Things I wish someone had explained about code, Part II

Yesterday I shared some basic terms that will help you understand a conversation about code and programming. Today I’m going to get into a smorgasbord of terms I definitely had to look up the first time.



Javascript MV* Framework: Model-view-wildcard framework. Examples include AngularJS and Ember, and they are another way to speed up the process of making a web application with Javascript.

Bootstrap: It uses HTML, CSS and Javascript to help with responsive development. The downside is that it also has a very distinct look if you use to built in styles.


Github and Git

Git: saves your code as it is in that present moment. This way if you mess everything up, you can go back to your most recent version.Without using Github this is saved locally.

Github: saves your code online. There is also a great community of programmers who use github to work on projects together. See FOSS.



User experience/ user interface: not code, but very important to a website. The user interface is what the user interacts with on the site. The user experience is how that interface impacts their sense and use of the site.

HCI: Human centered design: This is a principle for UX/UI. The idea is to remember that what you’re creating is meant for people and therefore how they will use it is the most important consideration.


Assorted others:

Sass: A CSS preprocessor. Sass looks a lot like CSS, but has added functionality to speed up and better organize styles like variables, the ability to nest styles, and mixins. A Sass compiler then converts it into CSS that the browser can interpret.

FOSS: free and open source: Open source means that the source code is available for the public to see and edit to their own purposes. This is a big movement in the development community and is great because it encourages collaboration.

RESTful: Representational State Transfer: Basically this is how data in a web application can be retrieved, added, updated and deleted. This works on the line of using Javascript for both client-side and server-side. It is implemented in GET, POST, PUT and DELETE requests.

MVC: Model – view –controller. This is an explanation of how an interactive web application works. The user interacts with the site through the controller which changes the model which updates the view that the user sees.

Things I wish someone had explained to me about code. Part I

Entering the world of code is definitely fun, but also a bit intimidating when you first start. When you start talking to programmers, they jump into a explanations using terms and abbreviations you’ve never heard of or don’t really understand. I still spend a bunch of time researching whenever I’m introduced to a new topic, trying to make sure I understand what it means. So this post is for anyone who’s still figuring out a lot of the basics.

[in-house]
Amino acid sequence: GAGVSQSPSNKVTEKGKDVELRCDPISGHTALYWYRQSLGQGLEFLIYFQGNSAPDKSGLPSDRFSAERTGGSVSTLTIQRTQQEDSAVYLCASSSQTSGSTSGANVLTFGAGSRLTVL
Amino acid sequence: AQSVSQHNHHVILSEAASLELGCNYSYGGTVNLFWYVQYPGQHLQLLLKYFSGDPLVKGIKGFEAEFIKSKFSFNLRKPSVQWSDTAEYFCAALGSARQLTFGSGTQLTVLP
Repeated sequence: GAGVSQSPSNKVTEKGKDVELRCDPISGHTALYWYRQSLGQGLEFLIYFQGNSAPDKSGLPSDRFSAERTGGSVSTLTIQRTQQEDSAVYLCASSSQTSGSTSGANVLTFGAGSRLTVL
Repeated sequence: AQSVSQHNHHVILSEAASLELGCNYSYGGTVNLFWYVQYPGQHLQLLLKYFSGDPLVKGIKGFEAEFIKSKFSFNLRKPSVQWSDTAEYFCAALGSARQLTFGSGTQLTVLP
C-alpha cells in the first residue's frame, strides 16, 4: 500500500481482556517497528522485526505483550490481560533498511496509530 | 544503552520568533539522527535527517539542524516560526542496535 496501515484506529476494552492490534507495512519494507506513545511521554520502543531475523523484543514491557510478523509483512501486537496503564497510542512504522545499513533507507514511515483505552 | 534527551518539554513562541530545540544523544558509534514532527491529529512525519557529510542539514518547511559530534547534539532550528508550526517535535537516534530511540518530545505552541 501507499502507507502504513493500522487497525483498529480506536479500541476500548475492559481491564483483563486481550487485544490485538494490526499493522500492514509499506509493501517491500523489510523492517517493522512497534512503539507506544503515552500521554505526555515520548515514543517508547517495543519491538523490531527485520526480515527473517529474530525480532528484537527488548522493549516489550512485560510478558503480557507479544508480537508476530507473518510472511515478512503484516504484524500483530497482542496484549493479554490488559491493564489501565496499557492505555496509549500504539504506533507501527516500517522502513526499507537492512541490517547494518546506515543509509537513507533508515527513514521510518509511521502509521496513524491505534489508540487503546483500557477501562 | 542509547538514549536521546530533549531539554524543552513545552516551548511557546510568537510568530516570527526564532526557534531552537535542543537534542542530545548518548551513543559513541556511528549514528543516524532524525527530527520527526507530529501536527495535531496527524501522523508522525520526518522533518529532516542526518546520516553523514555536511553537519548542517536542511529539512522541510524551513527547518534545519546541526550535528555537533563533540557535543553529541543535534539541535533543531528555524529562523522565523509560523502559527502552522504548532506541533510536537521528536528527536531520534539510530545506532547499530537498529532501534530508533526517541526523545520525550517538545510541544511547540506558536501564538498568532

We’ll start out with the basic languages:

HTML: Hypertext markup language, the bones of a web page.

CSS: cascading style sheet, makes the page look pretty

Javascript: The popular programming language used for interaction on the page, can access and change elements of the page via the DOM (see below). Javascript can be used on both the client-side and the server-side.

jQuery: A library of prewritten Javascript functions. Can save you a lot of time so that you don’t have to write all the code yourself.

*DOM: Document Object Model. How the HTML is loaded into the browser and then able to be dynamically changed by Javascript or back-end code. This how a blog is able to input new content into a template without creating a new html page from scratch.


Another very important distinction is between front-end developers and back-end developers.

Front-end: The code for what the user sees on the site. HTML, CSS and Javascript are the languages for this. What this code creates is all client-side.

Back-end: The code used to build the functionality of the site and store all the relevant data that passes through the site. This code can be PHP, Java, SQL, etc. All this work is server-side.

Full-stack developer: This would be a developer who can do both front and back-end coding. There are different stacks, or compatible languages, that a full-stack developer may know. For instance, I work with MEAN: MongoDB, ExpressJS, AngularJS and Node.js. Through these languages I can control a web application on both the client side and the server side. Another popular stack is LAMP: Linux, Apache, MySQL and PHP.

For more information on the distinctions between front-end, back-end and full-stack developers, check out this article.

Tomorrow I’ll be posting the second installment of this with more confusing acronyms like UX/UI, MVC and OOP!